Tuesday, September 30, 2014

The March, Chapter 35: Mornings After

Chapter 34
How about a nice greasy, pork sandwich served in a dirty ashtray?
-Weird Science

Rosie and Tré

At noon the next day, Rosie was startled out of sleep when Tré entered the apartment.  Slammingly.

“Rosie,” he said, striding angrily into the bedroom.  “Wake up.”

She rolled over and looked at him.  “God,” she said.  “What?”

“Did you talk to your father about my pay?”

“Yeah,” said Rosie, in a sleepy, bleary, hungover voice.  “You said you were out of money so I asked Daddy to pay you more.  So?”

Tré took a deep breath and then, very slowly, “I need you to understand this: your father thinks I asked you to ask him for more money.  Do you have any idea how embarrassing that is?”

“So,” said Rosie.  “What does it matter so long as you get some extra money?”

“Oh my fucking GOD!” Tré burst out.  “I didn’t get any extra money.  What I got was humiliated.  Do you know what it’s like to have my boss accuse me of sending in his own daughter to do MY dirty work?  Look – don’t talk to your father about me again, ever.  Ever!  Do you understand?”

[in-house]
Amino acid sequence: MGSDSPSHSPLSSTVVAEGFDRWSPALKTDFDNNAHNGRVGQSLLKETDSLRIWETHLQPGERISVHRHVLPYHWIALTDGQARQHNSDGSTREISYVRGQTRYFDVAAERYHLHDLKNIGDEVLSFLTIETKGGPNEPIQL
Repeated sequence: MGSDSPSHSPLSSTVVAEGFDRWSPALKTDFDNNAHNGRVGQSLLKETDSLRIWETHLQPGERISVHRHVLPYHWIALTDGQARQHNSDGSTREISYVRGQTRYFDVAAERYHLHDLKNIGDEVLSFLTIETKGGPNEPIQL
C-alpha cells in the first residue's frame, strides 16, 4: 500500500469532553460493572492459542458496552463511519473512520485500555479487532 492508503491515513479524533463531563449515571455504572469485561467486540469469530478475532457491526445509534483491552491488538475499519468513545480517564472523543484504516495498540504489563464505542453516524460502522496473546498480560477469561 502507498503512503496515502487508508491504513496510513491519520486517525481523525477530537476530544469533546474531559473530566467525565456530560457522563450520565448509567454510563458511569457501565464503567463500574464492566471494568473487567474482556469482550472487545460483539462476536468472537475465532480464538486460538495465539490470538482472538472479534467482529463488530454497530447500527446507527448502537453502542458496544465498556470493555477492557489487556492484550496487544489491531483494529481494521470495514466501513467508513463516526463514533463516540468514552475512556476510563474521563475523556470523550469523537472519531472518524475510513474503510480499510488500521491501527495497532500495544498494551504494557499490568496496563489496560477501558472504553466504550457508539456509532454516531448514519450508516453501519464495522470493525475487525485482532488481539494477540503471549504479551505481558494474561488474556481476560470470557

“He didn’t give you the raise?” asked Rosie indignantly.

“Oh, for fuck’s sake,” said Tré, exasperated and furious. ‘No, he didn’t give me the raise.  Your father is paying me exactly as much as he should.  I’m less than a year out of college and he’s giving me a great fucking opportunity.  It’s my job to earn it.  Bulstrode is doing his share. I’m doing my share.  And you, Rosie, you don’t have a share.  So back the fuck off.  Do you understand?”

She nodded. And then said quietly, “I’m sorry.”

“Fine,” said Tré.  “I have to go back to work.”

Rosie woke up and headed into the bathroom. She had a terrible taste in her mouth and felt queasy and headachy.  She brushed her teeth and took a long shower.  After the shower she drank a huge glass of water and took two aspirin.  She wanted a greasy burger, but decided she’d calorie blasted enough last night, so instead, she ate six saltines and had more water.

She thought about what to do with her afternoon and decided to worry more about her night.  She hadn’t been to the clubs in a few days and it was probably time to head back.  Since it was just a few weeks before Christmas, she started thinking up ways to style herself as a sexy elf, or a sexy Christmas tree.  She picked up the phone and called Will.